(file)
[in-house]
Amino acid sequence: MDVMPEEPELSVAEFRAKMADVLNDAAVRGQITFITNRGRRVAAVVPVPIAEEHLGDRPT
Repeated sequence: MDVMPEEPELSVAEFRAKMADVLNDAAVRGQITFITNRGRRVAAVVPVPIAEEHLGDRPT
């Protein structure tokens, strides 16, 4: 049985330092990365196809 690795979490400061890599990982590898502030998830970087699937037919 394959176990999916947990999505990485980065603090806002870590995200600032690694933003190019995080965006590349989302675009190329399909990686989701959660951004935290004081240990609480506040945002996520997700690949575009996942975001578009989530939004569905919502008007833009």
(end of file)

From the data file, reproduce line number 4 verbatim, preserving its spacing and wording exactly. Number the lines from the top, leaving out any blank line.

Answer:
């Protein structure tokens, strides 16, 4: 049985330092990365196809 690795979490400061890599990982590898502030998830970087699937037919 394959176990999916947990999505990485980065603090806002870590995200600032690694933003190019995080965006590349989302675009190329399909990686989701959660951004935290004081240990609480506040945002996520997700690949575009996942975001578009989530939004569905919502008007833009």